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Cache Control with CloudFront Functions

CloudFront - Advanced (300)
Asset caching is an essential component for fast and efficient websites. Caching allows browsers and content distribution networks (CDNs) to locally store a copy of an asset, such as an image or a javascript file. The next time a user requests the same asset, it can be served from the local cache instead of the origin. This improves loading speed and user experience, while reducing stress on the origin. In this Bite we will cover how we can configure and instruct our CDNs and browsers to optimally cache our assets. We will use CloudFront behaviors to configure the CDN and CloudFront Functions to add HTTP caching headers.
This Bite is supported by a CDK project, available at the bottom of this page. The project contains a deployment with a fully configured CloudFront Distribution with CloudFront Functions. All code and examples in this Bite are taken from the CDK project.
In the diagram above, User A might request a file demo.jpg from the origin. This file has not been requested by anyone before, so it is retrieved from the origin (an S3 bucket). While returning the file to the user, CloudFront copies the object to its local cache. When User B requests the same file, it is already stored in the edge location and returned with very low latency. When User C requests the file, their local point-of-presence does not have the asset available, and it has to be fetched. Invisible to the user, there is actually another layer of caches between the points-of-presence and the origin, called regional edge locations. You can read more about these and other CloudFront components in the Bite The Anatomy of a CloudFront Distribution.
Although the concept of storing objects for other users sounds easy enough, caching is actually a remarkably complex topic. The challenge is to cache assets (e.g. an image, PDF or video) as long as the original remains unchanged, while simultaneously making sure the asset gets updated in the browser when the original changes. In this Bite we will see how trying to solve both these goals requires advanced solutions.
First, let's look at the difference between CDN and browser caching. As described above, CDNs provide a shared cache for many users of the same website. This is also called a public cache. When different users request the same file, it can be returned straight from the cache. A browser cache, also called a private cache, is not shared between different visitors of a website. Instead, it lives on a user's computer, and can only be used by that user. When a user first visits a website, its assets are downloaded and displayed in the browser. The assets are then stored in the browser itself. When the user visits the same site again, the browser does not even need to connect to the CDN or origin to retrieve the assets. Instead, it immediately returns the files from its local storage.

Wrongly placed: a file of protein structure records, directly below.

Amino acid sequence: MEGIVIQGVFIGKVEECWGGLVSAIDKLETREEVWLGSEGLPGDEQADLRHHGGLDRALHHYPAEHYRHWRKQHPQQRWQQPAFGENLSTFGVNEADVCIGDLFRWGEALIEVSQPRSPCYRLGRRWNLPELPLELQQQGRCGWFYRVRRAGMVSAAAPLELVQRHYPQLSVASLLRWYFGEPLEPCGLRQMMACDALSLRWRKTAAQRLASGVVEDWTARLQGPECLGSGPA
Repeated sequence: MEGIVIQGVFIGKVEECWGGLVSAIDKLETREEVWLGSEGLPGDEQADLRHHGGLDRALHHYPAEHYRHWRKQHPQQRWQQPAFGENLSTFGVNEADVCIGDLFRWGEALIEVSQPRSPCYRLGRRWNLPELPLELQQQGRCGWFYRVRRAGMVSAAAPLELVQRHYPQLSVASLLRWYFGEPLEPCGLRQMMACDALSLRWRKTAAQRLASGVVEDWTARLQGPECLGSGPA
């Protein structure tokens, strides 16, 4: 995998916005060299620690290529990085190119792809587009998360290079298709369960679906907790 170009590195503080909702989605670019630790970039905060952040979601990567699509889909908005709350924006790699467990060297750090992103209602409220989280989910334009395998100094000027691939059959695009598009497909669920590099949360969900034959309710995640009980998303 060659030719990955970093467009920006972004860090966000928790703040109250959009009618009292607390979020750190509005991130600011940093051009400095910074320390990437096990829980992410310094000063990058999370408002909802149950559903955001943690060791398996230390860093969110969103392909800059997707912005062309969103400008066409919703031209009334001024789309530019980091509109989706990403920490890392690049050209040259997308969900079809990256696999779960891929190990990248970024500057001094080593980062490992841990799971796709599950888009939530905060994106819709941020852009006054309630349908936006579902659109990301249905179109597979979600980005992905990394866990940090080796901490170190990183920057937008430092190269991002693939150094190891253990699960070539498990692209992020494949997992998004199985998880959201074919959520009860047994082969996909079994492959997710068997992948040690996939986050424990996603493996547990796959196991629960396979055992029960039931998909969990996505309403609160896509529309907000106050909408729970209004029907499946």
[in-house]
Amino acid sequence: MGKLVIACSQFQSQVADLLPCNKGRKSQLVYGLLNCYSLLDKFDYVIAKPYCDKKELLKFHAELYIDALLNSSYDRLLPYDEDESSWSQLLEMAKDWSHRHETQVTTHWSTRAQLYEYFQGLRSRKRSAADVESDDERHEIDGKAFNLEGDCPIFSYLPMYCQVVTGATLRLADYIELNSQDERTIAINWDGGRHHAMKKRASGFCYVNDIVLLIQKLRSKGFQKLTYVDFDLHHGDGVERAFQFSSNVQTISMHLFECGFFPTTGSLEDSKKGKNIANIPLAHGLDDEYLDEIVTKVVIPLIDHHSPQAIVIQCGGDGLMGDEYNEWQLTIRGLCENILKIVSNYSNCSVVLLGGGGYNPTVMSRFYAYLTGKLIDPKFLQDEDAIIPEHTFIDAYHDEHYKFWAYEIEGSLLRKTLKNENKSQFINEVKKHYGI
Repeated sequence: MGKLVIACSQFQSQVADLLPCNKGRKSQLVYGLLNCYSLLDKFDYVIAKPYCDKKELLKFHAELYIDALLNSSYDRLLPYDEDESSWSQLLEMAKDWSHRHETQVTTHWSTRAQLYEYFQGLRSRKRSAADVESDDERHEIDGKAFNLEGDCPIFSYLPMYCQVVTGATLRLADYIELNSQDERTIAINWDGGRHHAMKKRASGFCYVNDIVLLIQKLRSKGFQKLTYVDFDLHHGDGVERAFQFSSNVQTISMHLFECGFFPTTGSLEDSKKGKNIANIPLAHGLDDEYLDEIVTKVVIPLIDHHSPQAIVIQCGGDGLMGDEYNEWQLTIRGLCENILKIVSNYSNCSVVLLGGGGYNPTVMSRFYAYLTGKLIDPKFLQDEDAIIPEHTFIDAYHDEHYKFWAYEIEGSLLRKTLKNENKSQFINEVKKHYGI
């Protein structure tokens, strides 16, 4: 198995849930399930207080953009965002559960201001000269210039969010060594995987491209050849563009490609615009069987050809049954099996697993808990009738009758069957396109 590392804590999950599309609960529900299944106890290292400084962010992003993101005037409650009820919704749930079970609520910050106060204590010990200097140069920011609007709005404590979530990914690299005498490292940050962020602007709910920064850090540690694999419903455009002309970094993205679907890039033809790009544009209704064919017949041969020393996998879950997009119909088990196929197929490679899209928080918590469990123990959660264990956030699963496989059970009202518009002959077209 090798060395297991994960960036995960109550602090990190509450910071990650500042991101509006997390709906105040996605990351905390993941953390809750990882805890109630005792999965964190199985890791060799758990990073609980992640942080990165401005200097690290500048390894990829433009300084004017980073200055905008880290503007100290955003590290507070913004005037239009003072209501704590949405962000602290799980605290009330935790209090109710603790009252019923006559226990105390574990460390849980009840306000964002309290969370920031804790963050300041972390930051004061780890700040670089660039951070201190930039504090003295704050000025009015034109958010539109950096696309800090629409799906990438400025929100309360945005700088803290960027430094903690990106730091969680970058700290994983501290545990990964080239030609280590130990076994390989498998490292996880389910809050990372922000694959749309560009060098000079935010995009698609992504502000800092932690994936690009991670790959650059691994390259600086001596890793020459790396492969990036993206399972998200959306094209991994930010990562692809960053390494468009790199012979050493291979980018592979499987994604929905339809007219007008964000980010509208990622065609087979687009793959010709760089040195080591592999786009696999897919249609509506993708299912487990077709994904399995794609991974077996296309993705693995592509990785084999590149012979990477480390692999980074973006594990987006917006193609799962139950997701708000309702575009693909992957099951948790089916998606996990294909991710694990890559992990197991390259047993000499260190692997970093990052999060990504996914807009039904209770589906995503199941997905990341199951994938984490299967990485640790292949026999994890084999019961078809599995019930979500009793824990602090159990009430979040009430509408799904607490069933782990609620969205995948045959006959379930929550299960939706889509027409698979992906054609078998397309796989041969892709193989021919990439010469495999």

Configuring CDNs to store assets

Caches work very well for assets that don't change very often, like images and PDFs. They don't work well at all for dynamic content, such as user-generated content, live content, or personal content you don't want to share with others. So how can we tell CDNs and browsers what they should and shouldn't cache, and if they cache, how long they should retain assets in their local storage?
This question has two different answers: one for CDNs and one for browser cache. Let's look at the CDN, and CloudFront specifically, first.

Configuring the CloudFront cache time to live (TTL)

CloudFront is configured through 'behaviors'. A distribution can have many different behaviors for different paths and file types, which are defined in CacheBehaviors. When no CacheBehaviors match a request, or when no CacheBehaviors are defined, CloudFront falls back to the DefaultCacheBehavior. The only difference between the two is the mandatory PathPattern for the CacheBehaviors. This PathPattern can be a path prefix like images/*, an extension suffix like *.jpg or a combination of both, like images/*.jpg.